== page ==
To respond to the supposed demand, car makers designed hybrid and electric vehicles. However, of the millions of vehicles sold each year, hybrid and electric vehicles represent a paltry quarter of a percent of all vehicles sold. Simple eighth grade algebraic formulas would tell you this math doesn't make sense. Let's see, public scrutiny on mileage and fuel standards (x) times gas prices (y) plus a recognition of the need to ease oil consumption, minus the correlation between available vehicles divided by convenience equals we should be selling hybrids and electrics. Everything looks tip-top except for one of my variables. Convenience is not quite at the level where Americans can justify the increased cost.
Why has 7,100+ new entrant sales only meant a total bump of 2,800 vehicles sold in this segment through the November reporting month year-over- year? Once again, I have to go back to convenience. Where can the prospective buyer charge their EV? What is the mileage? How long does the vehicle take to charge once empty/drained? The answers to those questions do not make a compelling case to purchase an EV.
Enter a Stanford Research team in the Center for Automotive Research Science (CARS) that has developed a self-charging system in the roads, to manage the issues of how long to charge, when and how often. The stated vision of this team is for a driver to be able to "drive on any highway and charge [their] car." Go on, I'm intrigued...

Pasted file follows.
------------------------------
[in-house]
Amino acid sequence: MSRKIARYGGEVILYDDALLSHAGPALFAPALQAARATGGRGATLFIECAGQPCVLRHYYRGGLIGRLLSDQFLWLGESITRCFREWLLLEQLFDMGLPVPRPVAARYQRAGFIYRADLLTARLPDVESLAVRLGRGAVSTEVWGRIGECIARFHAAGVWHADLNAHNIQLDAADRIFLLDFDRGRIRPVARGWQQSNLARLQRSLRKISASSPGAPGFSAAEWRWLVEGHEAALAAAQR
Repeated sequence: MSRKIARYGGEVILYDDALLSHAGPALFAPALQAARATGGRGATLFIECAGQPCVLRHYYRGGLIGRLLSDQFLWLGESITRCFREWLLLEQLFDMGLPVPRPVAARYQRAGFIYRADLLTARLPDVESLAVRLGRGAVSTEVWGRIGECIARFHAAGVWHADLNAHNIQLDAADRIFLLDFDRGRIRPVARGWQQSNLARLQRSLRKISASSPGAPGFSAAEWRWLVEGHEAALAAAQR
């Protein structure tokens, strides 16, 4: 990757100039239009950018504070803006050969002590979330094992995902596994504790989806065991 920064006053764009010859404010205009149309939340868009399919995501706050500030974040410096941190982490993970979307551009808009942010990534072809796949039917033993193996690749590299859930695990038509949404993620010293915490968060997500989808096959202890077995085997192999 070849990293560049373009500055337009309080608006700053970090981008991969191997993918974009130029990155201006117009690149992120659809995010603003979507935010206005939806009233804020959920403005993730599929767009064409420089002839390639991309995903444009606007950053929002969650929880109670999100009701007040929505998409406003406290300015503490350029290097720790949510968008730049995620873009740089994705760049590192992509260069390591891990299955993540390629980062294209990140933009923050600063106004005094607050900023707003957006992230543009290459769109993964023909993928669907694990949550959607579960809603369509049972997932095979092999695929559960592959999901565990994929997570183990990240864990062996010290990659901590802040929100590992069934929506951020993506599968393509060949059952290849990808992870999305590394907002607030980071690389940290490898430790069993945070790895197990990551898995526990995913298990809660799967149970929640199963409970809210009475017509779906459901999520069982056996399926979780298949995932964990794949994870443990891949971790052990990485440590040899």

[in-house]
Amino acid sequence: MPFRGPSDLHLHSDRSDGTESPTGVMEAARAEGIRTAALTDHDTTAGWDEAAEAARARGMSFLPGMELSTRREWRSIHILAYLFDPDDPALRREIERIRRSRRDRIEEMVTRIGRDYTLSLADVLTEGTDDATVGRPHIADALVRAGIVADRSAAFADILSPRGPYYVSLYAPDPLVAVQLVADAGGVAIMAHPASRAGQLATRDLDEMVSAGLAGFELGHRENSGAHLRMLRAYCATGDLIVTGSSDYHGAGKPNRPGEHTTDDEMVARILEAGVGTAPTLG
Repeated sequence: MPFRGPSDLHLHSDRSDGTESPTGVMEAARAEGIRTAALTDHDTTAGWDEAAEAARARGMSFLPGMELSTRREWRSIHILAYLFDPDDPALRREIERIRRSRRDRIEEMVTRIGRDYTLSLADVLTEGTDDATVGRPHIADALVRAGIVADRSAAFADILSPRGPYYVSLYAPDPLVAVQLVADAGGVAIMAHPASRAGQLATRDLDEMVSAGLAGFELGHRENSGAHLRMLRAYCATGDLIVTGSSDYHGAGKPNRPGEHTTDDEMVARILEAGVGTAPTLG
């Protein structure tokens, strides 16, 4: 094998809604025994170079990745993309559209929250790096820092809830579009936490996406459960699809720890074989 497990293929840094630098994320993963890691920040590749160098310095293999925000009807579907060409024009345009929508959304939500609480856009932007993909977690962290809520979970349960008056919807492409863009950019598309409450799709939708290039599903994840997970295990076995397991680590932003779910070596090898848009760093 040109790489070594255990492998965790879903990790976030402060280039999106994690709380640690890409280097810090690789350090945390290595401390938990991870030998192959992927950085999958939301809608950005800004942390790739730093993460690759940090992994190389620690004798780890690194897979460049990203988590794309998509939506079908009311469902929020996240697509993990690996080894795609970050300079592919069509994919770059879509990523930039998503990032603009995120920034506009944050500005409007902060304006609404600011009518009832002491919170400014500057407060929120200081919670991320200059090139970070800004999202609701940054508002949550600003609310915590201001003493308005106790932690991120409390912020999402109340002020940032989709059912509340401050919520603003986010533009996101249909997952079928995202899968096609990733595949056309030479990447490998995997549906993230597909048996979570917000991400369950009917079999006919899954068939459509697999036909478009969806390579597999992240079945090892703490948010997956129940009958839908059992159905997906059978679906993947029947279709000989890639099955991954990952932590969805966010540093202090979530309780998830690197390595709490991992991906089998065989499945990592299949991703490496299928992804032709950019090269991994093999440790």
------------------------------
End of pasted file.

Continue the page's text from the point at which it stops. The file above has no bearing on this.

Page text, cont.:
Apparently, the transfer of energy is based on a system called magnetic transfer coupling. That's a fancy term to say that a couple of copper coil tubes will be in tune for one to accept energy from the other connected to an electric grid. The accepting tube will be in the vehicle and able to accept the electricity at highway speeds. This only works if their in tune, though. If you want to read more detail about it, check out the article in the Stanford University News or check out the following video.
This is interesting, for many reasons. First, it eliminates the convenience issues and makes owning an EV cool. Second, there would need to be a herculean effort to completely revamp the highway system to support it. Third, can I get this technology for other stuff in my house? Lastly, and probably most seriously - car chases might go on forever.
What do you think of the electric highway grid? If we can do it, do we have the will and can this be the magic elxir to cure the ailing EV market?
Posted by Therran Oliphant, Product Marketing Manager, Polk (02.10.2012)